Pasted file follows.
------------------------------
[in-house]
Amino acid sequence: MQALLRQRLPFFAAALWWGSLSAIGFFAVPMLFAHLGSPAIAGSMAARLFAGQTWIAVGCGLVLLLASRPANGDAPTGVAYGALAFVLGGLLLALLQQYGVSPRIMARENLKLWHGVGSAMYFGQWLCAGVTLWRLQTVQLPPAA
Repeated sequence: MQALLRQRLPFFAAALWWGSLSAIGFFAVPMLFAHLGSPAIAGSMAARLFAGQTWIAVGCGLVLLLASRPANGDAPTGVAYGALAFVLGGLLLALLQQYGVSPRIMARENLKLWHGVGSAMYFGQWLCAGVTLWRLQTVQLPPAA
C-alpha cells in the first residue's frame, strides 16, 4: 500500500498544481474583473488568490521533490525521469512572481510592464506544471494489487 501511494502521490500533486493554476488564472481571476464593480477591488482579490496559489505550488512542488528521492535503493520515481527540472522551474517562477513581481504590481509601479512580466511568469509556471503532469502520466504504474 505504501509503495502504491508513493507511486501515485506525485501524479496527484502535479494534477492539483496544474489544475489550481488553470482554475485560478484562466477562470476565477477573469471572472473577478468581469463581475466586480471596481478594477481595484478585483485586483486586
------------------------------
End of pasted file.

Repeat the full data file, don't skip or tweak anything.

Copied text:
[in-house]
Amino acid sequence: MQALLRQRLPFFAAALWWGSLSAIGFFAVPMLFAHLGSPAIAGSMAARLFAGQTWIAVGCGLVLLLASRPANGDAPTGVAYGALAFVLGGLLLALLQQYGVSPRIMARENLKLWHGVGSAMYFGQWLCAGVTLWRLQTVQLPPAA
Repeated sequence: MQALLRQRLPFFAAALWWGSLSAIGFFAVPMLFAHLGSPAIAGSMAARLFAGQTWIAVGCGLVLLLASRPANGDAPTGVAYGALAFVLGGLLLALLQQYGVSPRIMARENLKLWHGVGSAMYFGQWLCAGVTLWRLQTVQLPPAA
C-alpha cells in the first residue's frame, strides 16, 4: 500500500498544481474583473488568490521533490525521469512572481510592464506544471494489487 501511494502521490500533486493554476488564472481571476464593480477591488482579490496559489505550488512542488528521492535503493520515481527540472522551474517562477513581481504590481509601479512580466511568469509556471503532469502520466504504474 505504501509503495502504491508513493507511486501515485506525485501524479496527484502535479494534477492539483496544474489544475489550481488553470482554475485560478484562466477562470476565477477573469471572472473577478468581469463581475466586480471596481478594477481595484478585483485586483486586